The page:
Physicians' Academy for Cardiovascular Education

Genetic variants affect the HDL-c and triglyceride response to lifestyle modification

Literature - Huggins GS, Papandonatos GD, Erar B et al. - Circ Cardiovasc Genet. 2013 Jul 16


Do Genetic Modifiers of HDL-C and Triglyceride Levels also Modify Their Response to a Lifestyle Intervention in the Setting of Obesity and Type-2 Diabetes Mellitus? The Look AHEAD Study.

 
Huggins GS, Papandonatos GD, Erar B et al.
Circ Cardiovasc Genet. 2013 Jul 16
 

Background

Weight loss inducing life style changes can improve insulin resistance and other biological markers relevant to CV disease risk in obese patients with type 2 diabetes mellitus (T2DM). Treatment efforts in these patients are aimed at raising HDL-c and lowering triglyceride (TG) levels. However, not everybody responds in the same way to behavioural intervention. Not only are HDL-C and TG levels heritable [1,2], so are lipid responses to overfeeding [3] and exercise [4]. Thus, genetic factors appear to contribute to the lipid response to behavioural intervention.
Genome-wide association studies (GWAS) have identified single nucleotide polymorphisms (SNPs) in at least 95 genetic loci, which together account for about 10-12% of the variance in HDL-c and TG levels [5].
The Action for Health in Diabetes (Look AHEAD) study randomly assigned overweight or obese participants with T2DM to an Intensive Lifestyle Intervention (ILI). The goal was 7% weight loss through caloric restriction and physical activity. Alternatively, participants were randomised to Diabetes Support and Education (DSE) without weight loss or physical activity goals [6]. After one year, participants in the ILI-arm had lost significantly more weight and showed better improvements in fitness, waist circumference and indices of diabetes control than did people in the DSE arm [7]. Improvements in HDL-c and TG levels after one year were better in the ILI arm.
This study aimed to test the hypothesis that GWAS-identified SNPs associated with HDL-c and TG levels are also associated with the response of HDL-C and TG levels to the behavioural intervention in the Look AHEAD trial.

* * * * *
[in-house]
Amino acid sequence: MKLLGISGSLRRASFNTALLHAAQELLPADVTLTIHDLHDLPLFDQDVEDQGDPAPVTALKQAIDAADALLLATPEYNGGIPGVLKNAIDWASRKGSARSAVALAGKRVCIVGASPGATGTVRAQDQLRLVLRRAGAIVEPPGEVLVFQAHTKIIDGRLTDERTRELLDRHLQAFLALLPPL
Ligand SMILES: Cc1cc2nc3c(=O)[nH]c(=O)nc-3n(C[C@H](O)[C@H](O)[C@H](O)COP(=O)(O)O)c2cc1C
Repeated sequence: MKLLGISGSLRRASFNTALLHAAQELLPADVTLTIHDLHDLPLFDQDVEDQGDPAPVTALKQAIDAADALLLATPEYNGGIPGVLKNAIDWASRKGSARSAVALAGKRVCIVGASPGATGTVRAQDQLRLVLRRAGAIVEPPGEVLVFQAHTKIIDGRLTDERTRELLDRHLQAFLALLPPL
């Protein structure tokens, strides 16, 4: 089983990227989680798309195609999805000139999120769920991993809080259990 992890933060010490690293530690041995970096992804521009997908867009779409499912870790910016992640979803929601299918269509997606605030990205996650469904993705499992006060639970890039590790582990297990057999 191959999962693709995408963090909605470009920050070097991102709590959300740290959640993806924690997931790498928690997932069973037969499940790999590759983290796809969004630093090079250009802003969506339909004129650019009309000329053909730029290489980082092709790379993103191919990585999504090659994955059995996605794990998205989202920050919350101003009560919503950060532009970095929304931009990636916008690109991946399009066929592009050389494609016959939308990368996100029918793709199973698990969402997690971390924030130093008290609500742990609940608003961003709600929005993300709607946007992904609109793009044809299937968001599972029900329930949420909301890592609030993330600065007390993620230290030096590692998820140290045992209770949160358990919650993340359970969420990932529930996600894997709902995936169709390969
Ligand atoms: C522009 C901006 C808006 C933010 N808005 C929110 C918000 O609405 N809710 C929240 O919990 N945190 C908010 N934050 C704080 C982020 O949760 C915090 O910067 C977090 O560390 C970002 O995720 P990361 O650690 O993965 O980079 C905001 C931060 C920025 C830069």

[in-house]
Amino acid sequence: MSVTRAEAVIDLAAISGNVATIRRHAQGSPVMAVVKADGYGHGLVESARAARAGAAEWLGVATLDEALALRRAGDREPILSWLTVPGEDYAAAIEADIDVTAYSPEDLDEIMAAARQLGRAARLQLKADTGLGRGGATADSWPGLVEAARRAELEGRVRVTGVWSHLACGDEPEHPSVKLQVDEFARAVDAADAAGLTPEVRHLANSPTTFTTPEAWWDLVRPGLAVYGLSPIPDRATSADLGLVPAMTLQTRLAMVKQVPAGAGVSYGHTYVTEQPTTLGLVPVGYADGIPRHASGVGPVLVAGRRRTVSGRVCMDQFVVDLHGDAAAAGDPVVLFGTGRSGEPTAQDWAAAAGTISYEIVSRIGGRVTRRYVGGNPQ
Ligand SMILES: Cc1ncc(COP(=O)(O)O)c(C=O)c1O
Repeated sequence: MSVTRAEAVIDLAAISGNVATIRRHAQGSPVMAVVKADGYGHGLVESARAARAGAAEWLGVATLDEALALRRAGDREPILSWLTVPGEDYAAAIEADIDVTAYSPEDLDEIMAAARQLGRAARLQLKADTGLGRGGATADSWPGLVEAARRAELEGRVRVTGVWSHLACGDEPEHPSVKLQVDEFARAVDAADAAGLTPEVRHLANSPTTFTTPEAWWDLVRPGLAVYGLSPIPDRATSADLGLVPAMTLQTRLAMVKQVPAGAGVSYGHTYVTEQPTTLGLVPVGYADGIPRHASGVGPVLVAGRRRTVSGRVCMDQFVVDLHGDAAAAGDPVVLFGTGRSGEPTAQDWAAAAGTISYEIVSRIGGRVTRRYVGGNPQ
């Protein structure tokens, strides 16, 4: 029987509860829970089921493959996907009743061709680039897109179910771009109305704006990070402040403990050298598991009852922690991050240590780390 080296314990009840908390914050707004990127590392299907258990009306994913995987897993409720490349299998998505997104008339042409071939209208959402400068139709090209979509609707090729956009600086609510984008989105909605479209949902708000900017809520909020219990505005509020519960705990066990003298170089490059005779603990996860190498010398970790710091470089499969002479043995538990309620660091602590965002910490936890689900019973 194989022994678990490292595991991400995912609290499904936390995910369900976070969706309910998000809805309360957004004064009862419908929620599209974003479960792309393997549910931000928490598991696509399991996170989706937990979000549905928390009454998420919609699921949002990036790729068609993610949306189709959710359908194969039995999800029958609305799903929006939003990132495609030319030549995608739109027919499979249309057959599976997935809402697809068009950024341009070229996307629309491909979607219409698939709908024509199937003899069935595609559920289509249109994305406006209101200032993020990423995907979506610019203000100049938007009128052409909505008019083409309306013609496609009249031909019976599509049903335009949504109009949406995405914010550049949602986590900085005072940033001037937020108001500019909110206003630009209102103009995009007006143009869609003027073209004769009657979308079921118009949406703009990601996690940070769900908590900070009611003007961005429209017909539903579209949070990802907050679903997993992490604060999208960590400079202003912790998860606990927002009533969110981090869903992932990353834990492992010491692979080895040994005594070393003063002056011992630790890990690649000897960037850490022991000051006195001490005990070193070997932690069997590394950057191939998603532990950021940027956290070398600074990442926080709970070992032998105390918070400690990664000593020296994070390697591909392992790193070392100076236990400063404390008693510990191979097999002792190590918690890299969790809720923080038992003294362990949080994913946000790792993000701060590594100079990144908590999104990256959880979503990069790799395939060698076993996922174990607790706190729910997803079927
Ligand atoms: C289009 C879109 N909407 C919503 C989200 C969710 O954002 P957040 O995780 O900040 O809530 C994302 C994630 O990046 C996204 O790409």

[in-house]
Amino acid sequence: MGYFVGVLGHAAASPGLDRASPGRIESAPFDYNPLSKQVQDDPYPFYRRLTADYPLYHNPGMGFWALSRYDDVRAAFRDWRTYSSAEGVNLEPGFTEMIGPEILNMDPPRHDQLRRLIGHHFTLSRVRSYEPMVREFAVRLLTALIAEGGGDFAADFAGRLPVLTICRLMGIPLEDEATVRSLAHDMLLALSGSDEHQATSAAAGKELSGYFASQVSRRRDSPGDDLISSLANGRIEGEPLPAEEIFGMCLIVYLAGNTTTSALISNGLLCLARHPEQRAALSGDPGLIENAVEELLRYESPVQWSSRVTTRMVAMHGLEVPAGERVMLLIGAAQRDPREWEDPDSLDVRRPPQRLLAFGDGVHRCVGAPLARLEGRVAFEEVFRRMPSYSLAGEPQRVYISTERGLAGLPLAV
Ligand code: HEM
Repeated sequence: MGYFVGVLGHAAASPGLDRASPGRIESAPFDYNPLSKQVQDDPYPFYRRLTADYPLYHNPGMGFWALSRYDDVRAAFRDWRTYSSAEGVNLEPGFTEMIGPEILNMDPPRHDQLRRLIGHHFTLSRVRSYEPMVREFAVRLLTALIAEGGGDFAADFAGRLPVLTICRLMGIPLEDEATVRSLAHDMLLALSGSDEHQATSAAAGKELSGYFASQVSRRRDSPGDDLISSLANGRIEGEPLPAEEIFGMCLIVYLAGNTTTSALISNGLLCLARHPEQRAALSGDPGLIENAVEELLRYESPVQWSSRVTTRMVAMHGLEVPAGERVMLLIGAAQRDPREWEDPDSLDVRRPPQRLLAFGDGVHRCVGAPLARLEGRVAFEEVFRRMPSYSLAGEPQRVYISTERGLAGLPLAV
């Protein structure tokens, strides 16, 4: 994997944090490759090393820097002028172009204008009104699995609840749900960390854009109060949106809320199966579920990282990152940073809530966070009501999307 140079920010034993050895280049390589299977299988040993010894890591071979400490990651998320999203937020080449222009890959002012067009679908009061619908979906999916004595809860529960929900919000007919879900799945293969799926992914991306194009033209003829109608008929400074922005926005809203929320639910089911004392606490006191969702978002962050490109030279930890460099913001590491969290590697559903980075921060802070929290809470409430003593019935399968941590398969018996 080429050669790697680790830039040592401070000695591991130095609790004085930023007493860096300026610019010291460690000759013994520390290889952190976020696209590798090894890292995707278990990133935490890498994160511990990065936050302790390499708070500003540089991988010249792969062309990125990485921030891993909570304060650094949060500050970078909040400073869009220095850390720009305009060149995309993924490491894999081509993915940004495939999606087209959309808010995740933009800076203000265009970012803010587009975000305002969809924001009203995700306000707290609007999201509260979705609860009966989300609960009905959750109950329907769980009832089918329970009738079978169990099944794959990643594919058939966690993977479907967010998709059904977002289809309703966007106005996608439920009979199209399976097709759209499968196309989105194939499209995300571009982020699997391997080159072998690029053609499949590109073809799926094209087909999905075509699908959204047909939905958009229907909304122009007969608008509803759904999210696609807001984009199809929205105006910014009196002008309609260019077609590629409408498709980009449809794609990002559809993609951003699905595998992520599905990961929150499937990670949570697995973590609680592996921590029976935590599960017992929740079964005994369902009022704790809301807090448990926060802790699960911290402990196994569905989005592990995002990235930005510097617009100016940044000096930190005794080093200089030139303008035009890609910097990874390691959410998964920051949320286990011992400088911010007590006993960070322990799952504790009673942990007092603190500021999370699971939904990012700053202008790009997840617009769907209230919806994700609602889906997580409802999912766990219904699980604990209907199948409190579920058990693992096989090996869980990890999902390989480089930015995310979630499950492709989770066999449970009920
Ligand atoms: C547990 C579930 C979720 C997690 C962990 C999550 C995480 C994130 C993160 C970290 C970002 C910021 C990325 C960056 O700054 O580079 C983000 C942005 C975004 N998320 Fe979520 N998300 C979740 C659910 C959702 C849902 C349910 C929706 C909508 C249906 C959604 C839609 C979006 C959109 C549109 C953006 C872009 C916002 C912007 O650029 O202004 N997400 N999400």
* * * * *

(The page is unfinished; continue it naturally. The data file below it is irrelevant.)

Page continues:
Main results

  • Out of 82 SNPs selected for analysis based on previous HDL-C or TG GWASs, 20 SNPs were associated with baseline HDL-c levels. 12 SNPs showed effect modification as a result of the behavioural treatment. A SNP in CETP showed both an association with baseline HDL-c and an interaction with treatment.
    27 SNPs were associated with baseline TG levels, while 6 showed evidence for treatment effect modification.
Polymorphisms in CETP and lecithin-cholesterol acyltransferase (LCAT) were only associated with baseline HDL-c, whereas 6 SNPs were only associated with baseline TG levels.
  • Several SNPs in lipoprotein lipase (LPL) and phospholipid transfer protein (PLTP) were associated with both baseline HDL-c and TG levels. Changes in lipid traits were however the same in both treatment arms, for carriers of the LPL and PLTP minor allele carriers. No significant treatment interaction was seen for these genetic variants.
  • Three SNPs in hepatic lipase (LIPC) showed evidence of behavioural treatment effect modification after 1 year: a significantly larger increase in HDL-c levels was seen in the ILI arm than in the DSE group, as well as a stronger decrease in TG levels.
  • A genetic variation in CETP strongly affected HDL-C response to ILI. Indeed carriers of the minor allele showed a greater increase in HDL-c in response to ILI than did non-carriers (0.81 mg/dl per minor allele copy, 95%CI: 0.26-1.36), while no difference in response was seen in the DSE group.
Similar effects were seen for some other SNPs, with some of the minor alleles actually being associated with reduced HDL-c in response to ILI.
 
Conclusion
Several genetic factors were identified to interact with a randomly assigned behavioural intervention, to affect lipid trait change in the setting of established T2DM. SNPs that are associated with baseline HDL-c and TG levels do not necessarily predict the response to behavioural interventions. Certain SNPs even predicted ‘resistance’ to HDL-C improvement. However, all of the individual genetic effects were smaller than the aggregate HDL-C and TG response to ILI. Thus, individual genetic variations do not prevent a favourable HDL-c and TG response to lifestyle changes aimed at reducing obesity and increasing physical fitness.
 
References

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2. Pilia G, Chen WM, Scuteri A, et al. Heritability of cardiovascular and personality traits in 6,148 Sardinians. PLoS Genet. 2006;2:e132.
3. Bouchard C, Tremblay A, Despres JP, et al. Sensitivity to overfeeding: the Quebec experiment with identical twins. Prog Food Nutr Sci. 1988;12:45-72. 
4. Despres JP, Moorjani S, Tremblay A, et al. Heredity and changes in plasma lipids and lipoproteins after short-term exercise training in men. Arteriosclerosis. 1988;8:402-409.
5. Teslovich TM, Musunuru K, Smith AV, et al. Biological, clinical and population relevance of 95 loci for blood lipids. Nature. 2010;466:707- 713.
6. Bray G, Gregg E, Haffner S, et al. Baseline characteristics of the randomised cohort from the Look AHEAD (Action for Health in Diabetes) study. Diab Vasc Dis Res. 2006;3:202-215.
7. Pi-Sunyer X, Blackburn G, Brancati FL, et al, Yanovski SZ. Reduction in weight and cardiovascular disease risk factors in individuals with type 2 diabetes: one-year results of the look AHEAD trial. Diabetes Care. 2007;30:1374-1383.
 

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